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Posts Tagged ‘Turner’

I presented the ideas of Johannes Itten in that class (see previous post) and also the paintings of Turner.

Art historians discuss Turner in connection with the aesthetic of the Sublime, a central idea in Romanticism.  The Sublime was opposed to beauty, restraint, balance, harmony.  Romantic poets felt tormented by infinite longing and passion that could not be contained.  In their debates about form and content , form lost its former respect.  The content of turbulent emotion and the newly discovered dark aspects of the psyche—not as sin but as depth and authenticity—were seen to correspond to the awe and terror of natural forces , such as mountains and oceans.

Joseph Mallord William Turner (1775 –1851) is famous for his seascapes, which are most often turbulent and terrifying:  burning ships; ship wrecks; drowning, shackled slaves; blazing orange skies. Though he was a member of the Royal Academy, he had to endure much ridicule from his contemporaries who preferred polite, sedate , well-ordered pictures to be mollified by.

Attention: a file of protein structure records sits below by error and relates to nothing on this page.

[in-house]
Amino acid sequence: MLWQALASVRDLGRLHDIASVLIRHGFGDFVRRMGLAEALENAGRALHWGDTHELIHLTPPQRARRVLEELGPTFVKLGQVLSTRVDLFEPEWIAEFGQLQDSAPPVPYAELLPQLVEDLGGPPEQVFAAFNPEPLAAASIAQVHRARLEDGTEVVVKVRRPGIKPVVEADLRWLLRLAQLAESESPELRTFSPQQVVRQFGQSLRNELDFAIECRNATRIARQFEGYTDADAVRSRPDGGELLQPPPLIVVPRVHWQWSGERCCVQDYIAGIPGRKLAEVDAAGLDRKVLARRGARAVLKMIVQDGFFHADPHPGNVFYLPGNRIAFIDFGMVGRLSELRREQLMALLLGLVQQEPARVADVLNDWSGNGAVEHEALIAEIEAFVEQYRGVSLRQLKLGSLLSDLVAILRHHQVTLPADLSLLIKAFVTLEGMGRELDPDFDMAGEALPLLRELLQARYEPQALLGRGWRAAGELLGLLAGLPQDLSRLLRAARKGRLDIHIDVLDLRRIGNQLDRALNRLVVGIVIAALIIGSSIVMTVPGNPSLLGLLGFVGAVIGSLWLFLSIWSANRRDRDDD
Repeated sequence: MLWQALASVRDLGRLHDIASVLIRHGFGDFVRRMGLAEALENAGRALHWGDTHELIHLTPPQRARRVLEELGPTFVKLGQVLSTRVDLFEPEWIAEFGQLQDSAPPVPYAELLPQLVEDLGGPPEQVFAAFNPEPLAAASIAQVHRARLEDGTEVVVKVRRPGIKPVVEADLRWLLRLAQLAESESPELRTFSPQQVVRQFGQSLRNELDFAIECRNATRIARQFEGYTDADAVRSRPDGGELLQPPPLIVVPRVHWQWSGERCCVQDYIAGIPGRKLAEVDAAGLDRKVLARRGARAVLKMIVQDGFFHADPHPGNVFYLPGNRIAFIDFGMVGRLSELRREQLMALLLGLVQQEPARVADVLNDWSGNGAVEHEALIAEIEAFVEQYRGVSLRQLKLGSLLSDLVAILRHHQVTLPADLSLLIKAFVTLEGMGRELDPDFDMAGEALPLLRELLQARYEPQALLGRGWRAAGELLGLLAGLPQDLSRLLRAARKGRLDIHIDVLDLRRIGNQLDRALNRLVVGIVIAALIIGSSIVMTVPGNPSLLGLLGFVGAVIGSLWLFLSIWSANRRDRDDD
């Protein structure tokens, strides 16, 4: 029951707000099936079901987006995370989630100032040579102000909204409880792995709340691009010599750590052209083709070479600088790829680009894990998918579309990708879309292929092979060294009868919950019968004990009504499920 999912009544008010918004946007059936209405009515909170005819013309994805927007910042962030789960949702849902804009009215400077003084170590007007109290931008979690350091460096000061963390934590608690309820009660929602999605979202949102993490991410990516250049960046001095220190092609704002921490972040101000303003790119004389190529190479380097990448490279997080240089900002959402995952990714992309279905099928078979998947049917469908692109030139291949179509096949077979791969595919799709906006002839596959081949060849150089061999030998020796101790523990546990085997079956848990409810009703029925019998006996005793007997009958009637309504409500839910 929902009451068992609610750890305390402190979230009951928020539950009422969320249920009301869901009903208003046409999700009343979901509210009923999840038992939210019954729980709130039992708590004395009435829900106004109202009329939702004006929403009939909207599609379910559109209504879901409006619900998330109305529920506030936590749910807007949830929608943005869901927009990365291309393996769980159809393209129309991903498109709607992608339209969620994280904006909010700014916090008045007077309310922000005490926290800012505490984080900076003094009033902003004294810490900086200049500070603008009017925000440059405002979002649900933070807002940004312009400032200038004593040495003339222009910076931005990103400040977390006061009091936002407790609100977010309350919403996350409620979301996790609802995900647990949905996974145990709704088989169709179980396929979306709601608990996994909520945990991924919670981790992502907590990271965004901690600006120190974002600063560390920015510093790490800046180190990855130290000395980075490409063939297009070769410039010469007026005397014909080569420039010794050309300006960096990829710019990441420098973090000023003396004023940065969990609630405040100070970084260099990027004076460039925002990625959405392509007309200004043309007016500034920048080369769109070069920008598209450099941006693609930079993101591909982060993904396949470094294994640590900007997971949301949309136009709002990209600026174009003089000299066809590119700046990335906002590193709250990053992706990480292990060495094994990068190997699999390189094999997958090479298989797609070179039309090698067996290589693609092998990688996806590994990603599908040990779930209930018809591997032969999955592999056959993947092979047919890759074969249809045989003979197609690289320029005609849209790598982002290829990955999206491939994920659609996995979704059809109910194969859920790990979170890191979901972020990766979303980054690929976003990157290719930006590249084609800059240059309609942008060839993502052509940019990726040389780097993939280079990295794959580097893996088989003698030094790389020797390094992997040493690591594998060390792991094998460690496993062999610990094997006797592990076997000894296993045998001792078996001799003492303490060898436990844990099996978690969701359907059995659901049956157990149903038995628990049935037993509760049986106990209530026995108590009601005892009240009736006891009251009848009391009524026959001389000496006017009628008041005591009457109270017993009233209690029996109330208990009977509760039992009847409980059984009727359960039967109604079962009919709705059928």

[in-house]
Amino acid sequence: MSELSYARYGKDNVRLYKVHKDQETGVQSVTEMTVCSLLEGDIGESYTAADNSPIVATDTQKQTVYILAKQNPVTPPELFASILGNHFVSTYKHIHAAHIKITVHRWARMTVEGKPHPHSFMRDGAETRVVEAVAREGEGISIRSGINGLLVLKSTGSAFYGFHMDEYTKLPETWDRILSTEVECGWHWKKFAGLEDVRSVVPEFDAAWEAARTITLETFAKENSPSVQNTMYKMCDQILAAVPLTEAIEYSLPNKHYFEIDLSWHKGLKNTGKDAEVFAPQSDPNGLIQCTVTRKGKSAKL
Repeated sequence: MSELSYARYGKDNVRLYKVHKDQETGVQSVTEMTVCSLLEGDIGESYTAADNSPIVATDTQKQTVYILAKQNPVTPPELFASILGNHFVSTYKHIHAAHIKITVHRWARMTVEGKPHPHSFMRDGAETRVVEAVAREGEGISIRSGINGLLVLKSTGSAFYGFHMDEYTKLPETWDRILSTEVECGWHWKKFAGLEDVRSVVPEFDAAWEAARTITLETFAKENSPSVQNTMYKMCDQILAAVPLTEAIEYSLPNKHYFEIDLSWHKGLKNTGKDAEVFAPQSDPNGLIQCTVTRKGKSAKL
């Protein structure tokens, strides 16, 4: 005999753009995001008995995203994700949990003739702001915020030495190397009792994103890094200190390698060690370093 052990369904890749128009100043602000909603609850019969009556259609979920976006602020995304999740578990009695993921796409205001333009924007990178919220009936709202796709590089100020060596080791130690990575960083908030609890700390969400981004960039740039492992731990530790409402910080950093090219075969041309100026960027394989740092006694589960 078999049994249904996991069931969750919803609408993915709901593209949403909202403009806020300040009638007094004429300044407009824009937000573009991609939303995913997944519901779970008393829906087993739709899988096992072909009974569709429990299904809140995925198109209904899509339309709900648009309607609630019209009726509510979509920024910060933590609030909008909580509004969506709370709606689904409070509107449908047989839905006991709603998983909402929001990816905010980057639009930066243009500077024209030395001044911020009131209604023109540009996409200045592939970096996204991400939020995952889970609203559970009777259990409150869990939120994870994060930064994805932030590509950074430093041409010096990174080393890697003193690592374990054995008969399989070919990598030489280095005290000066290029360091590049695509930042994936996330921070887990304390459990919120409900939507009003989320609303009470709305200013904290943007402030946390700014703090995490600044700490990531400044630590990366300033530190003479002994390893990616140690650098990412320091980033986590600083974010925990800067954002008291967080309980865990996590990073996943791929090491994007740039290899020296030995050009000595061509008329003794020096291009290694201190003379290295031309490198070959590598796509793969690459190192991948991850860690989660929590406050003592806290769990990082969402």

Turner also painted landscapes.  He hated the color green and painted landscapes while avoiding that color.  What is a landscape?  We keep coming back to that question in my landscape class.  Turner assures us that it’s not about the color green.

I didn’t present the Sublime in class.  Just looking at Turner gives you goose bumps and you GET it.  Elaine C. again faced a white canvas by putting down color and letting the form follow.  This is a small painting, about 12 x 16.  If it were 48 x 64, it would pull us into the Romantic Sublime.

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